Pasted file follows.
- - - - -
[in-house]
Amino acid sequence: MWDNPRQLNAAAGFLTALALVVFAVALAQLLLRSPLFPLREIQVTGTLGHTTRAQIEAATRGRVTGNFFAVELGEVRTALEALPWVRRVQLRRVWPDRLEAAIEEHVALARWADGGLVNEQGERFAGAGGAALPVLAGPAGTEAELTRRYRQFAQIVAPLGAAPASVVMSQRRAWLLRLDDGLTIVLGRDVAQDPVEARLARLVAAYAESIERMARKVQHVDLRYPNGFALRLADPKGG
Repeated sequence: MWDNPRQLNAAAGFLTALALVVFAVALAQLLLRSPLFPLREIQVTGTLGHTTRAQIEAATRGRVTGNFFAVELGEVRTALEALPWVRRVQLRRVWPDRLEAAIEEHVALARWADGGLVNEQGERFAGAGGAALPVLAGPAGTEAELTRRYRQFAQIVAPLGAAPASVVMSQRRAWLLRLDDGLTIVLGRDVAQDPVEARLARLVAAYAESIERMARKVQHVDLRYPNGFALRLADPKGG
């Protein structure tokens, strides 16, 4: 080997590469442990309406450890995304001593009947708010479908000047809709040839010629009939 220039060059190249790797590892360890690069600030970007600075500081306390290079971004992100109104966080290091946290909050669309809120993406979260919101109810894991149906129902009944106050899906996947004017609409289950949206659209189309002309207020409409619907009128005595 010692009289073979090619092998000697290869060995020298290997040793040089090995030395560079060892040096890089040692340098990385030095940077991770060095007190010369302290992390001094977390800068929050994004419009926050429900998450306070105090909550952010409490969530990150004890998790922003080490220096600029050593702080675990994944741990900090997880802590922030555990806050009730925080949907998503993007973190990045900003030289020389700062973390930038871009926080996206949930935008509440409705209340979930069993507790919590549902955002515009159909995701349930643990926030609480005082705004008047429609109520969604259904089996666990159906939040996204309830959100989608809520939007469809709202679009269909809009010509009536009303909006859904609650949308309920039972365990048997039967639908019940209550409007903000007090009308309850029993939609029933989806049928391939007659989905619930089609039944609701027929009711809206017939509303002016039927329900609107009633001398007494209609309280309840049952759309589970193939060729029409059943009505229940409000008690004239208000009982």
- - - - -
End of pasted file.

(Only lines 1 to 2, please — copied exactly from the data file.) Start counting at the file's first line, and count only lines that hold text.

[in-house]
Amino acid sequence: MWDNPRQLNAAAGFLTALALVVFAVALAQLLLRSPLFPLREIQVTGTLGHTTRAQIEAATRGRVTGNFFAVELGEVRTALEALPWVRRVQLRRVWPDRLEAAIEEHVALARWADGGLVNEQGERFAGAGGAALPVLAGPAGTEAELTRRYRQFAQIVAPLGAAPASVVMSQRRAWLLRLDDGLTIVLGRDVAQDPVEARLARLVAAYAESIERMARKVQHVDLRYPNGFALRLADPKGG